IMF moves to blunt Chinese debt deal delays with lending policy change

FILE PHOTO: Man walks past the IMF logo at HQ in Washington

By Marc Jones

LONDON (Reuters) -The International Monetary Fund's executive board has backed a key change to give it more freedom to support countries in crisis even if debt renegotiations with big creditor governments like China are still ongoing.

The proposal is aimed at reforming what the IMF calls its Lending Into Official Arrears (LIOA) policy, a framework that determines if and when it can lend to a country that owes money to another IMF-member nation.

In a statement late on Tuesday, the Fund said its board had endorsed "reforms to promote the IMF's capacity to support countries undertaking debt restructurings".

A key change will be that it will be able to lend to a country where no debt agreement with one or more of its bilateral creditors has been reached if the Fund has been provided with "additional safeguards".

Debt crisis veterans have long urged a change to the IMF's approach, having seen delays in agreements with the likes of China widely blamed for dragging out Zambia, Ethiopia and Sri Lanka's defaults for years.

"Directors supported the addition of a fourth strand under which the Fund shall seek additional safeguards where an adequately representative agreement has not been reached," the IMF said.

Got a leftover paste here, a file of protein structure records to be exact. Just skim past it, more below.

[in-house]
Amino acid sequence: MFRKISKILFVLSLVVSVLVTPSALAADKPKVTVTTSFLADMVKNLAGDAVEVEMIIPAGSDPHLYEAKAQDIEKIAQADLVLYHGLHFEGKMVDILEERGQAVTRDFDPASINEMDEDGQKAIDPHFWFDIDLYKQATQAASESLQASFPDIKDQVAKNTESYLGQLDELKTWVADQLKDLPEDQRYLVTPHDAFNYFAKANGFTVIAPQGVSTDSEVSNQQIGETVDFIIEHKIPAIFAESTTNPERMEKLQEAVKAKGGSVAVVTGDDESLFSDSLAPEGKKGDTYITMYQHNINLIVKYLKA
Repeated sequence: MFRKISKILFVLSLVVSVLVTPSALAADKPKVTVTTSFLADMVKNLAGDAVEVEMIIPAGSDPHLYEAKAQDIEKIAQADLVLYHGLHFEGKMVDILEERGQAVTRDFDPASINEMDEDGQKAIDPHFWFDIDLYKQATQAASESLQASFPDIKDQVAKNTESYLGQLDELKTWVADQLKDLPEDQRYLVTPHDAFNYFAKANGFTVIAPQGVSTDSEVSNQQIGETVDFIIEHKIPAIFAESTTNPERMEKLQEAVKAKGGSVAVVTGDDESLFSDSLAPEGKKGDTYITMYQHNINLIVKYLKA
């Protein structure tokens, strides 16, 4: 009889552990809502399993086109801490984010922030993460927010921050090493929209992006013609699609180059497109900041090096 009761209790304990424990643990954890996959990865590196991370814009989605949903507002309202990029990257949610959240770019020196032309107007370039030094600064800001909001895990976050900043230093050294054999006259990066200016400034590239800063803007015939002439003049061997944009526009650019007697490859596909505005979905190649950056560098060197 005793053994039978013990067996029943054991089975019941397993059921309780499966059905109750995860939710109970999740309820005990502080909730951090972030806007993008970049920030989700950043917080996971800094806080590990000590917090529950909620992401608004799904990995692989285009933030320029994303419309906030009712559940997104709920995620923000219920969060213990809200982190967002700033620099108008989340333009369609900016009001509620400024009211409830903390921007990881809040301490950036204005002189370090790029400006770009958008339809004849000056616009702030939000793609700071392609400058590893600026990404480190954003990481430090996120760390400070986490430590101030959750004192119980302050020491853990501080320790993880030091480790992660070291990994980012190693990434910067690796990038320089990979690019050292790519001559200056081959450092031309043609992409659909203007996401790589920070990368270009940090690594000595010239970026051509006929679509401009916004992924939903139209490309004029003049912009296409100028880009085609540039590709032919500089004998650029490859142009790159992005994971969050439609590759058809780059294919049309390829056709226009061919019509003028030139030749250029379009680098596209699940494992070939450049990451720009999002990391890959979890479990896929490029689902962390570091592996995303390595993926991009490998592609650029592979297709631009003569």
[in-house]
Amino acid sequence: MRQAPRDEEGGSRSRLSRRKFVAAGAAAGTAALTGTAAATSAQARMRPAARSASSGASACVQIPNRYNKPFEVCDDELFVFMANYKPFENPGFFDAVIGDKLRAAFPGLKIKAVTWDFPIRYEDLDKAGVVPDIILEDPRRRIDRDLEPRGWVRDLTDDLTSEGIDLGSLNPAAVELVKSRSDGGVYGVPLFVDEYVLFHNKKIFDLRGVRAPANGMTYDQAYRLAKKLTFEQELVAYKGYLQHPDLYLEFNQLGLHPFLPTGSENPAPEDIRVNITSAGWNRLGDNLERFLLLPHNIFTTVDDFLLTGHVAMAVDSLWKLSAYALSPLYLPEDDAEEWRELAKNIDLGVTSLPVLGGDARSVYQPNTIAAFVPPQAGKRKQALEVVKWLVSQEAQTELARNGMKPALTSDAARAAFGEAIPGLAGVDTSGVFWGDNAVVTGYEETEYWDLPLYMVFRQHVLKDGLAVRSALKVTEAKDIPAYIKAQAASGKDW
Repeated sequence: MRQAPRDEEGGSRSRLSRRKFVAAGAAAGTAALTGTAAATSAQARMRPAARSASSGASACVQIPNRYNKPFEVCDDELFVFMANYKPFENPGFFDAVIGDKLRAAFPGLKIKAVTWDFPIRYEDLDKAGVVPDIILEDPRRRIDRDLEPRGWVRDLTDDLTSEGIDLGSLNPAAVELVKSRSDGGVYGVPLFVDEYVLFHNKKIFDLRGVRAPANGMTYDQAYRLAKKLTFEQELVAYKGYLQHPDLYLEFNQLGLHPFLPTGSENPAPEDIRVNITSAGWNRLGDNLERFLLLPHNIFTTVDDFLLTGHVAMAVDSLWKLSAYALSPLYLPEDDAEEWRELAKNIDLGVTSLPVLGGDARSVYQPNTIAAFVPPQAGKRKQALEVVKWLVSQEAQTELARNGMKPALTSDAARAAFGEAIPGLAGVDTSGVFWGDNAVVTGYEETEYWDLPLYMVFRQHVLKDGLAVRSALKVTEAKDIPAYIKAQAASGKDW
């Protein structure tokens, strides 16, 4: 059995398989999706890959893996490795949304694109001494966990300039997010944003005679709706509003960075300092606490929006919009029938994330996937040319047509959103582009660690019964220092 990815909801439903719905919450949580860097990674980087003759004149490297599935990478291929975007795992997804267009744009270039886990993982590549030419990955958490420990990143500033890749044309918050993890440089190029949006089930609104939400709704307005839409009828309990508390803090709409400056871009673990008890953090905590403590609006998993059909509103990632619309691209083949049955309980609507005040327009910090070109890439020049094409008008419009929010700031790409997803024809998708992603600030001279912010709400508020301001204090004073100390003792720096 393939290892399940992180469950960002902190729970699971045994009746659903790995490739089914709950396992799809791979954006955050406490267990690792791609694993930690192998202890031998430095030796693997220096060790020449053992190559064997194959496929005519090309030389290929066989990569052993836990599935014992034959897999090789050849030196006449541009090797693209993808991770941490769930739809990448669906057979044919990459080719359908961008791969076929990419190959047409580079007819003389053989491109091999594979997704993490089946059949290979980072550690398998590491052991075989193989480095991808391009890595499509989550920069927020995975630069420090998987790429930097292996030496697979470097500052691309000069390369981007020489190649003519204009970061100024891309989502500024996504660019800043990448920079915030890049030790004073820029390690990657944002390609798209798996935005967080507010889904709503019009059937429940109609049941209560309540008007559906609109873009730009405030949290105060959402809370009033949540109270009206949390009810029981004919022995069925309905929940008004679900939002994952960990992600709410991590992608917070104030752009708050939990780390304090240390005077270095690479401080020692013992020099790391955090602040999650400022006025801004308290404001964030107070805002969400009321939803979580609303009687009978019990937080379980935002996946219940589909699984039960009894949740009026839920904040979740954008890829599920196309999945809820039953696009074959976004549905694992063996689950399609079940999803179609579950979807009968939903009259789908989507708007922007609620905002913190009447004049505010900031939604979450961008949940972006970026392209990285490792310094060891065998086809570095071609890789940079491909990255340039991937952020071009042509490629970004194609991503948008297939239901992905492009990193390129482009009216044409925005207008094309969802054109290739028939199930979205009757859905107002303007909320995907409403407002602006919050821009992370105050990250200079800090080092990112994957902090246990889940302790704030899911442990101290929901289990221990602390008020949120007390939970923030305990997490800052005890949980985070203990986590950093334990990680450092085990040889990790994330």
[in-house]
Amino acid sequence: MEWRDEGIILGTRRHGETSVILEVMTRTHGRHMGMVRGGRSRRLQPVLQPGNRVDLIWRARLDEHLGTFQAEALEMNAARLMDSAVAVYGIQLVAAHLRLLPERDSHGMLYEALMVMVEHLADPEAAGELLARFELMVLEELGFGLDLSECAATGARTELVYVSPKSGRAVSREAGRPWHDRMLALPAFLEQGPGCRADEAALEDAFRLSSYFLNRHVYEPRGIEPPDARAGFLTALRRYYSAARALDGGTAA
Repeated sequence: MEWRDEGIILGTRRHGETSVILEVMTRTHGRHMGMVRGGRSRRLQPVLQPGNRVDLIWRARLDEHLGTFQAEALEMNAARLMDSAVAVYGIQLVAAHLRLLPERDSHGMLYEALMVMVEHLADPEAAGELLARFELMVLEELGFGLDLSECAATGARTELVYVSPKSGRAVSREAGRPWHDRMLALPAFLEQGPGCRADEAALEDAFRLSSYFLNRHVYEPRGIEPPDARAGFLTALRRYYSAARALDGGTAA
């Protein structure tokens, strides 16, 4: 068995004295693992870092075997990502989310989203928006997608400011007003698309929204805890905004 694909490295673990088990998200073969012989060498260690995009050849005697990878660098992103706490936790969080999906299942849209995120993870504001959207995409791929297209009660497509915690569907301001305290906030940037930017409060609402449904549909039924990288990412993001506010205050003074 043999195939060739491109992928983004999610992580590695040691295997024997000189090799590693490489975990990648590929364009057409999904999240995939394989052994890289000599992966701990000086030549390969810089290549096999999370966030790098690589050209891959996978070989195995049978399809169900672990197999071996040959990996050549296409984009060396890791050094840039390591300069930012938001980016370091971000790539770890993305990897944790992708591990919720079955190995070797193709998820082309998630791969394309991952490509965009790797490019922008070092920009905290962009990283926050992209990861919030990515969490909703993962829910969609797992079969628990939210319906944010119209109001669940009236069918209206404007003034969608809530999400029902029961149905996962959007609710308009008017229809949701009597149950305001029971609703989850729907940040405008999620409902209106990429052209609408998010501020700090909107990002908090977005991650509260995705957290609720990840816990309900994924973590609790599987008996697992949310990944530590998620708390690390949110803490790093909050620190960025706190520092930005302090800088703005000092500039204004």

China became the world's largest official creditor in 2017, surpassing the claims of the World Bank, IMF, and all Western "Paris Club" governments combined.

However, it tends to take a different approach to providing debt relief, preferring to give countries longer to pay rather than what is often the IMF's recommended option of writing off money completely.

The Fund's largest shareholder, the U.S., made its views clear as far back as 2022 when U.S. Treasury official Brent Neiman criticised China's actions for "holding back" restructurings.

He also highlighted how the global Common Framework plan, set up in 2020 to try and speed up debt restructurings by bringing all key creditor countries including China and India together, had made little progress as a result.

In its statement, the IMF highlighted how it had taken Chad 11 months to move from its initial IMF "staff-level agreement" following its default to securing the creditor assurances needed for approval of IMF financing.

It took Zambia nine months to reach this milestone, Sri Lanka six months, and Ghana five months. "But more progress is needed," it stressed.

Giulia Pellegrini, an emerging markets debt manager at Allianz Global Investors, said the IMF's move was designed to make the LIOA rules "a bit less stringent" to suit those needs.

"I think this is being done with a very positive intent," she said, pointing to IMF disbursements being held up "time and time again".

"They are essentially calling their (China's) bluff a bit and saying, look, you either speed this up and we get to an agreement, or we are prepared to lend as long as we think you're still discussing."

(Additional reporting by Libby George; editing by Philippa Fletcher and Paul Simao)